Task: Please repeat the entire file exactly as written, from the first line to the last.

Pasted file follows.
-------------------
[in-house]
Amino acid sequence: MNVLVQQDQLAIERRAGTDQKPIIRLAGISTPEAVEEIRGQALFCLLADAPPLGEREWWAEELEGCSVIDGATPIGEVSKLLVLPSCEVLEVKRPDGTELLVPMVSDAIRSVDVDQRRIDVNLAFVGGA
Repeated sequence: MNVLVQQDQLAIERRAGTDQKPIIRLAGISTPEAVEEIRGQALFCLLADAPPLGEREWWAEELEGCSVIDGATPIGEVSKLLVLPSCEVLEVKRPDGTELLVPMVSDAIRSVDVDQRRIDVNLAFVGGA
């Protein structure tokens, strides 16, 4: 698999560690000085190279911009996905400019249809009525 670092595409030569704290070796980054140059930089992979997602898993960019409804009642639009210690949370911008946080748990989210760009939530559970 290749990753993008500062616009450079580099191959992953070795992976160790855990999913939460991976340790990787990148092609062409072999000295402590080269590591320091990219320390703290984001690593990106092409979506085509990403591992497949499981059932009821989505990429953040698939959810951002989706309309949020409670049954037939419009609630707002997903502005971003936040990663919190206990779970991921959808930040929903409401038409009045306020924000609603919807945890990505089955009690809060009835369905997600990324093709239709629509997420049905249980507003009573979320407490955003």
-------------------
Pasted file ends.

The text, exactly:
[in-house]
Amino acid sequence: MNVLVQQDQLAIERRAGTDQKPIIRLAGISTPEAVEEIRGQALFCLLADAPPLGEREWWAEELEGCSVIDGATPIGEVSKLLVLPSCEVLEVKRPDGTELLVPMVSDAIRSVDVDQRRIDVNLAFVGGA
Repeated sequence: MNVLVQQDQLAIERRAGTDQKPIIRLAGISTPEAVEEIRGQALFCLLADAPPLGEREWWAEELEGCSVIDGATPIGEVSKLLVLPSCEVLEVKRPDGTELLVPMVSDAIRSVDVDQRRIDVNLAFVGGA
């Protein structure tokens, strides 16, 4: 698999560690000085190279911009996905400019249809009525 670092595409030569704290070796980054140059930089992979997602898993960019409804009642639009210690949370911008946080748990989210760009939530559970 290749990753993008500062616009450079580099191959992953070795992976160790855990999913939460991976340790990787990148092609062409072999000295402590080269590591320091990219320390703290984001690593990106092409979506085509990403591992497949499981059932009821989505990429953040698939959810951002989706309309949020409670049954037939419009609630707002997903502005971003936040990663919190206990779970991921959808930040929903409401038409009045306020924000609603919807945890990505089955009690809060009835369905997600990324093709239709629509997420049905249980507003009573979320407490955003």